The little border of flowering annuals I mentioned in my last post has begun to bloom and it’s doing just what I had hoped: providing a little bit of additional nectar and pollen for the pollinators in our garden. You might recall that this was a quick project we put together in spring using materials we had: paper, soil/compost and seeds. It took no time at all, really, and now, just a few months later, we’ve turned what was once grass into a colorful flower border for our bees. I won’t exactly review the technique because I have already written a full tutorial but here is how it transformed over the past few months.
I have to send a shout-out to my husband who wheelbarrowed all the soil to the area for me while I stood there and supervised. This was when I had injured my back so I was hardly able to move! It was fun seeing this space transform and really these last two photos don’t do it any favors. It is such a cheerful, actively buzzing garden in person.
As mentioned, I wanted to just use “things I had” like the compost from an earlier delivery, paper from widening borders in other areas of the garden, fencing and rebar as necessary chicken guards, string to create a support structure and seeds. The only thing I specifically went out and purchased was Plant-Tone fertilizer knowing that the soil here is very nutrient poor. As a matter of fact, I’m off to the Ag store now to get more of the stuff because the entire garden is gobbling it up!
Some of the flowers growing here are: Teddy Bear Sunflowers from Sow True Seed, Borage and Xanthos and Picotee Cosmos from Swallowtail Garden Seeds, Bachelor Buttons from Botanical Interests and Oklahoma Mix Zinnias from Burpee. Yup, just seeds I had lying around. (Sidebar: Is anyone else seed obsessed like me? I can’t walk past seed displays without purchasing something.)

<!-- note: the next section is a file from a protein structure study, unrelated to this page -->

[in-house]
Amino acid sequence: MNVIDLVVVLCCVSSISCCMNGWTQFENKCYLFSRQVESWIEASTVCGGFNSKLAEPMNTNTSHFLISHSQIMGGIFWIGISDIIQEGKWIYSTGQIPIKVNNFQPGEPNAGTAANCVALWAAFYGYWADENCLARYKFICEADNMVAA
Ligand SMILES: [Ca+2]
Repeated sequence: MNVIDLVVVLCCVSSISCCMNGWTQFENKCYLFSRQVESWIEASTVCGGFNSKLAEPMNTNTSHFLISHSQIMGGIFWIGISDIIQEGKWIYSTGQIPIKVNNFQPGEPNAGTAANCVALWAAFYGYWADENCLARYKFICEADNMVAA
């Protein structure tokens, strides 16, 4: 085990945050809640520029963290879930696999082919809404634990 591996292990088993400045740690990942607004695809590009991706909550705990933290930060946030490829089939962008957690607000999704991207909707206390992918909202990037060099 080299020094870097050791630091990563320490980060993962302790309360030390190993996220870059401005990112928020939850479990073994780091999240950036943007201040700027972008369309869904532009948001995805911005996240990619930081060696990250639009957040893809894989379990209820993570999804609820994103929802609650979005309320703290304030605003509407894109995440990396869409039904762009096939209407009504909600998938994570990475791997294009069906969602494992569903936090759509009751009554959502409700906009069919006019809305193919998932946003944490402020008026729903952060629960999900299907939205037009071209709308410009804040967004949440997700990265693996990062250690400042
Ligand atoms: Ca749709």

This small border worked out so well I am kicking myself a little bit for not doing two of them side-by-side! But then, when it comes to flowers there’s never enough, right? I look forward to making another border like this as an autumn project and I’m thinking of packing some tulip bulbs for spring in each them to get a jumpstart on the season.
Again, I wish these photos were capturing the charm a bit more, or better yet, that I could have each of you over for tea so you can sit amongst the flowers and happy buzzing!
Even though this flower border hasn’t reached peak yet, I wanted to share this post as a reminder that now is a great time to start seeds for biennials such as Foxglove, Canterbury Bells, Delphinium, Hollyhocks, and more! So, if you’re looking for a quick and easy project that will give you loads of future blooms, it’s not too late. Happy Gardening!